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Ehrlich says he'd review rules, mandates frustrating small businesses

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By John Wagner
Washington Post Staff Writer
Tuesday, June 8, 2010

Former Maryland governor Robert L. Ehrlich Jr. (R) pledged Monday that small businesses would once again come to see state regulators as "their partners, not their sheriffs" if he returns to office next year.

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Ehrlich promised the "fundamental shift in attitude" as he stood in a Gaithersburg pizzeria that served as a backdrop for his first policy proposals since launching his bid to win his job back from Gov. Martin O'Malley (D) two months ago.

As part of an "Entrepreneur Agenda," Ehrlich said that he would set up task forces to review business regulations and health-care mandates and that he would make several changes to the unemployment insurance system, including a possible repeal of benefits for part-time employees, championed by O'Malley.

Ehrlich also repeated a pledge from his announcement speech to roll back an O'Malley-backed increase in the sales tax and said he would appoint another task force to look at lowering the corporate income-tax rate, with an eye toward being more competitive with Virginia.

"We have small-business people in the cross hairs of state government," Ehrlich said. "Small-business people have been crying out for leadership."

An O'Malley spokesman immediately dismissed Ehrlich's plan as "all talk and no action."

"He is proposing a commission, a summit, a task force, three reviews and two explorations, but nothing to actually create jobs or help small businesses struggling because of the global recession," said Rick Abbruzzese, O'Malley's deputy campaign manager. "This lip service is insulting, because Maryland's small businesses and families expect and deserve more from a former governor."

O'Malley also has made small business issues a focus in recent months, including lobbying the legislature to pass a tax credit for employers who hire workers off the unemployment rolls.

Monday's back and forth underscored the importance of jobs and the economy as key issues in the 2010 governor's race. In a Washington Post poll released last month, 85 percent of registered voters said the state's economy would be either extremely or very important in determining how they vote for governor.

Ehrlich said his proposals grew out of a series of visits to small businesses across Maryland and include some new ideas as well as some practices that worked during his term, which ended after his 2006 defeat by O'Malley.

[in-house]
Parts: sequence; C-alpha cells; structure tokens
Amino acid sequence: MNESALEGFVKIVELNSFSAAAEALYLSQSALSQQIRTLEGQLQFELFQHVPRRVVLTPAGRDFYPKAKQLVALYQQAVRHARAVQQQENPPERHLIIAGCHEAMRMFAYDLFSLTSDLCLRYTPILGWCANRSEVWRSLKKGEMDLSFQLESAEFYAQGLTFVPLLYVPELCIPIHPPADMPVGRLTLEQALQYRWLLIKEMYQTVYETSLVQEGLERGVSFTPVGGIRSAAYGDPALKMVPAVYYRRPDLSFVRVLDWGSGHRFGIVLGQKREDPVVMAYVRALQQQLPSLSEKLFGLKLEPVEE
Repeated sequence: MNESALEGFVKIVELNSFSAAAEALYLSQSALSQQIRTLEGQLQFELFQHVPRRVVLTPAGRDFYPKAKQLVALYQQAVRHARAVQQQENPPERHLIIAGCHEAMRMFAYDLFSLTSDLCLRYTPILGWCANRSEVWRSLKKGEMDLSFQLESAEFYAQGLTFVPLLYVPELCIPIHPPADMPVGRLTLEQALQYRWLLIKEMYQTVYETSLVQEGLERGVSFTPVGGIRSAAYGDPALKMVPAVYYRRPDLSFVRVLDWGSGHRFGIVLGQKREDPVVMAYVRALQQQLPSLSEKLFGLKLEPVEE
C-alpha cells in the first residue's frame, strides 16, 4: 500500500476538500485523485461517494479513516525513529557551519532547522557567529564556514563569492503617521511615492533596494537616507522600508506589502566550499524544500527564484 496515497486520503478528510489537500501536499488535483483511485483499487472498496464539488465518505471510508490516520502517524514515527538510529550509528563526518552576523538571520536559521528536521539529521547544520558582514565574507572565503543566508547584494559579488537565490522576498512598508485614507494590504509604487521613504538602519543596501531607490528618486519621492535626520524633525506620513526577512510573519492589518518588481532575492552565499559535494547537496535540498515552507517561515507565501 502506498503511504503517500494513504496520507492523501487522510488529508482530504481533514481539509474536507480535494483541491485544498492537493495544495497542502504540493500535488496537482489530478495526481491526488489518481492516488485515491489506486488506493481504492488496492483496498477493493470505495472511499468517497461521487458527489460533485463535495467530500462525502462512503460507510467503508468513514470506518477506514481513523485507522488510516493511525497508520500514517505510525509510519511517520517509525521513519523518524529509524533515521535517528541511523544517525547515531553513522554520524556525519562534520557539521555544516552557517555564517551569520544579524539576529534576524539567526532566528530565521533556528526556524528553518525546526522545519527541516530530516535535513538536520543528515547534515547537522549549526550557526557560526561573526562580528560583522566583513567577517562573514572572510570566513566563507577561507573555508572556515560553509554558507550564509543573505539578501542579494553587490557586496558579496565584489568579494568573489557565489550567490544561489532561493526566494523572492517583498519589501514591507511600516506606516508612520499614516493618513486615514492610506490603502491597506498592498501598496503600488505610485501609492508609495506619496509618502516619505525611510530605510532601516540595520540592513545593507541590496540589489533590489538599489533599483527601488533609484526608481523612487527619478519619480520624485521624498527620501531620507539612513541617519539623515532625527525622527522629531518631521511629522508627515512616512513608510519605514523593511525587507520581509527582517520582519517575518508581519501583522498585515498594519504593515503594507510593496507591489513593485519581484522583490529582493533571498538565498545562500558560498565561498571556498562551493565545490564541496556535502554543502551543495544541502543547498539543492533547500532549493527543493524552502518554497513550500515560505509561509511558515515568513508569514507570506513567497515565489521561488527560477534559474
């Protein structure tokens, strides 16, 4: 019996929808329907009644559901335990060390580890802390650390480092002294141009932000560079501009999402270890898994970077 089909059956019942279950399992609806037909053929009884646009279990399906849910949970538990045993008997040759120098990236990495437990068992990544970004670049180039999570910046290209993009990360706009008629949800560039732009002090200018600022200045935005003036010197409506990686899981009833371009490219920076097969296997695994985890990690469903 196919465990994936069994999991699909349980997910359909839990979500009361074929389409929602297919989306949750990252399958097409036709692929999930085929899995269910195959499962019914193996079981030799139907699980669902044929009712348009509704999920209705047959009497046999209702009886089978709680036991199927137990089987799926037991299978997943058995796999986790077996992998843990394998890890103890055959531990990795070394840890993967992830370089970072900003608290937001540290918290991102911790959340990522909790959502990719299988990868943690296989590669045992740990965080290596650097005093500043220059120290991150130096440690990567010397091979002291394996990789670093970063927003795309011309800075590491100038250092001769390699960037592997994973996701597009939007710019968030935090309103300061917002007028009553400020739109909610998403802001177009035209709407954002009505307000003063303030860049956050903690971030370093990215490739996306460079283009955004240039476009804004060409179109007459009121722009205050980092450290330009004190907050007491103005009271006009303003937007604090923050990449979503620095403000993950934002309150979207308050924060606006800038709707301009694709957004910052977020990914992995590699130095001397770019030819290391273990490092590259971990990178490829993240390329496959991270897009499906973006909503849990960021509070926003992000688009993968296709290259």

Among the new initiatives: quarterly roundtables, at which Ehrlich and legislators could hear directly from small-business owners about their interaction with state government. Ehrlich said he wished he had engaged legislators in a similar fashion during his term, saying many lawmakers lack an understanding of running a business.

Ehrlich acknowledged that some of his plans -- including rolling back the sales tax from 6 percent to 5 percent -- would require "heavy lifting" to win approval from a legislature that will almost certainly still be dominated by Democrats after the November election.

But Ehrlich said other parts of his plan can be accomplished through executive action. He promised that a "Small Business Bill of Rights" would be developed to ensure that agencies are "fair, timely and predictable in their disposition of small-business matters."

Ehrlich said he also would offer commissions to state business recruiters based on the companies they attract. He said he would appoint "expediters" in key departments to help businesses and create a "knowledge desk" to help small businesses.

Among the more controversial Ehrlich proposals are changes to the unemployment insurance system. Many companies saw a threefold jump in what they must pay this year. The increases are largely the result of a recession-sensitive formula signed into law in 2005 by Ehrlich -- a fact he has glossed over while discussing the issue with business owners.

Ehrlich said Monday that he is open to convening another commission to look at the formulas.

In the meantime, he wants to require that lower-court appeals of workers' benefit eligibility be completed within 30 days. Employers report having to wait four to six months for a judgment on appeals, during which time they are paying taxes on disputed cases, Ehrlich said.

Ehrlich said he also would "explore" repealing an O'Malley initiative that made part-time workers eligible for unemployment benefits. Ehrlich said that decision, approved by the legislature, has "dramatically increased [unemployment] payments." O'Malley administration officials said the impact has been modest.


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